Birds Crash Into Buildings in Toronto

In an article posted in The New York Times, it was reported that birds are extremely prone to crashing into the buildings of Toronto. Toronto is the capital of Canada and is a bustling metropolis full of high rise buildings. Among the many types of skyscrapers found in the area, some of the most common are shiny buildings with reflective glass panels on its side.

Since Toronto passes a few major migratory paths in the North-Western part of Lake Ontario for multiple species of birds, high rise buildings are particularly problematic and lead to a lot of bird collisions with the glass.

The reason behind this problem is the fact that glass is extremely reflective. The glass tends to mirror the surrounding trees off the Northern Wilderness as well as the skies above. Because of this, birds mistake the trees as a potential habitat and end up diving headlong into the glass planes. At that speed, many of the birds smash their faces in and plummet into the streets below. Few birds actually survive such a crash.

This is a prevalent problem for the past 40 years and a bird patrol group is now taking matters into their own hands in the hopes of saving the lives of these birds, some of which are already on the endangered species list.

The organization formed the Fatal Light Awareness Program or FLAP. FLAP focuses on picking up the dead birds from high risk areas every morning and rescuing birds that were still alive and injured. If the bird is merely shocked or frightened, they are released again a a nearby park. Injured birds on the other hand, are brought to nearby wildlife rescue centres to allow them to recuperate from their wounds. However, most birds that they pick up are often injured and die on impact.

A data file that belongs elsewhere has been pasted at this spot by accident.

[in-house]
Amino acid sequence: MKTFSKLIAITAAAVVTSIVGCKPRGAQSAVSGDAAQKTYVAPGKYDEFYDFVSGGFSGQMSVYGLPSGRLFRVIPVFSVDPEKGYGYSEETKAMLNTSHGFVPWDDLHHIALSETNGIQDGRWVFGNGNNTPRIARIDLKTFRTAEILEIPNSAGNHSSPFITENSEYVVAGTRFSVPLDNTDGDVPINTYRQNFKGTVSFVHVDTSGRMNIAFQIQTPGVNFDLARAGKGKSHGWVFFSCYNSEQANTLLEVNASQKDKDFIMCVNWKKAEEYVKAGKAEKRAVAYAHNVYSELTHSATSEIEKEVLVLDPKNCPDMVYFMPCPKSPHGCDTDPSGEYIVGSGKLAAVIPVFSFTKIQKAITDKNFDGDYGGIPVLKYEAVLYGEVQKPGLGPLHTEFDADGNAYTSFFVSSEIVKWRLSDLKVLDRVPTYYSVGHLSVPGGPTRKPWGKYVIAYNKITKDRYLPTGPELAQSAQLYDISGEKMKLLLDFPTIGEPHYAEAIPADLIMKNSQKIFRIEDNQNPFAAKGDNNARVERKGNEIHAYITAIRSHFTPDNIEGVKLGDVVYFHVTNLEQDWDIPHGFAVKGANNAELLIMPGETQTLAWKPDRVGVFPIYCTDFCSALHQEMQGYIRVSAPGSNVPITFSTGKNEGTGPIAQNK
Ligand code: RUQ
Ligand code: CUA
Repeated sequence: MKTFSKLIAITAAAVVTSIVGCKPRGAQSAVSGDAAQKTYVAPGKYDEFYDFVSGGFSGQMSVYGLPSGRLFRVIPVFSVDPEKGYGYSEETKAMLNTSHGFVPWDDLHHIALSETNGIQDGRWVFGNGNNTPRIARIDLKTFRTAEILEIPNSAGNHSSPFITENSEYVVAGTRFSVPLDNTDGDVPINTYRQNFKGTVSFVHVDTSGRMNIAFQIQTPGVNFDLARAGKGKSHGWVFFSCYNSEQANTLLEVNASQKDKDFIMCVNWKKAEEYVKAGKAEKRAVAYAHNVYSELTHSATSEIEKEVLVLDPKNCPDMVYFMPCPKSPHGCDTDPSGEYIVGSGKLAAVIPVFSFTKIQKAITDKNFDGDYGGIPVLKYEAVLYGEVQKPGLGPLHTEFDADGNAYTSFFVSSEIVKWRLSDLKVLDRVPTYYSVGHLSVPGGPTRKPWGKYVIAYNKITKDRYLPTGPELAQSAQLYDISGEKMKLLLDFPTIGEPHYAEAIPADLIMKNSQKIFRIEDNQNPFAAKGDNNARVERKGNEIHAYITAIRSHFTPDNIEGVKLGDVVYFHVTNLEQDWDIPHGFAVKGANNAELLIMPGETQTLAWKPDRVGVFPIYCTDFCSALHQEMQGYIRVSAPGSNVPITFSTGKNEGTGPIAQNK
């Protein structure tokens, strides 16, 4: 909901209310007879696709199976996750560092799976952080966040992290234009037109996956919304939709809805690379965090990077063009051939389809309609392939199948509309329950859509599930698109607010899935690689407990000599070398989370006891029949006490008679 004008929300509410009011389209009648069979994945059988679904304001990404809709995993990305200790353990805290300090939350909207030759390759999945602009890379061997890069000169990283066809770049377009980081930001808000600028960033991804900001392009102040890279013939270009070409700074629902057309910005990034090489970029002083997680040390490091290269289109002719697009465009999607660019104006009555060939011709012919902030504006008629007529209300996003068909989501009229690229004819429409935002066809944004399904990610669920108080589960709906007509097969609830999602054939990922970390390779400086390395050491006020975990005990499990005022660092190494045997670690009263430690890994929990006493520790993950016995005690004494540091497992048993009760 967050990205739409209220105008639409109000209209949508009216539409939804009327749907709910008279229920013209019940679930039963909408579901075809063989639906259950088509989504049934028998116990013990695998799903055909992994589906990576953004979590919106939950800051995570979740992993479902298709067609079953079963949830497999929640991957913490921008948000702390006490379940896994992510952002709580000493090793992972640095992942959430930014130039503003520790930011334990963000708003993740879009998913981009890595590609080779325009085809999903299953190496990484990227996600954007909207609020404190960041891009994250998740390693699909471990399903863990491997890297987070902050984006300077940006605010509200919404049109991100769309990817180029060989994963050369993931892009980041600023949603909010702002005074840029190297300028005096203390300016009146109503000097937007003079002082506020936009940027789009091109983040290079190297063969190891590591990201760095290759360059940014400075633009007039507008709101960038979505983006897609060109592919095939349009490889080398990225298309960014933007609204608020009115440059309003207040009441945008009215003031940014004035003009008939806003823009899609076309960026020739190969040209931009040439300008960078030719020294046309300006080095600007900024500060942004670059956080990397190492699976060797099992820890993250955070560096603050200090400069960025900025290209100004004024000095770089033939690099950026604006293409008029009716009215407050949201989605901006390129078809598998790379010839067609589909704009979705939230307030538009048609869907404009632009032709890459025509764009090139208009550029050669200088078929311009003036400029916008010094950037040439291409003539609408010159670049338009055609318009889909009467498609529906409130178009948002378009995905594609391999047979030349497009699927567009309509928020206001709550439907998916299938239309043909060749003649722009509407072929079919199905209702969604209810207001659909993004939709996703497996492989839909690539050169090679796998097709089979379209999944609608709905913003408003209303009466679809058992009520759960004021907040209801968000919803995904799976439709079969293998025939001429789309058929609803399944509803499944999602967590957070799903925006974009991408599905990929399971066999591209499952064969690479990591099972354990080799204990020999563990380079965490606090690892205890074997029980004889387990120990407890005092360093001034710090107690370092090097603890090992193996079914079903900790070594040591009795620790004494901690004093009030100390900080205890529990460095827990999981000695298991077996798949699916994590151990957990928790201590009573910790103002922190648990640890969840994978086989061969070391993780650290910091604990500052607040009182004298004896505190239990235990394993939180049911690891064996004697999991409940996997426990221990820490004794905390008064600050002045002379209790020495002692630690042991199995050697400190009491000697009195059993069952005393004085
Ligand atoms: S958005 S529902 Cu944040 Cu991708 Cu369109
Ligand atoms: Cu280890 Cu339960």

Some of the most common birds that get killed by smashing against buildings included song birds, owls, and even hummingbirds. Birds that are familiar with urban spaces such as sparrows, gulls, and pigeons have very few casualties.

There are roughly 500 dead or injured birds recovered from these excursions everyday. FLAP estimates that there are nine million bird deaths every year due to building collisions.

Along with rescuing injured birds, FLAP is also cracking down on building owners and are trying to push for policies that would make buildings safer for the migrating animals. They want to focus particularly on the reflective glass buildings.

Preventing bird collisions is actually pretty easy. All you have to do is to place a pattern on the glass that would warn the bird of an impending wall. In fact, small, repetitive circular patterns or dots etched on the glass are all that is needed to keep the birds from hitting the sides of the buildings. It is a very small change and does not affect the aesthetics of the building.

Another option was to use the side of the building for advertisements, which is much cheaper than using etched glass.


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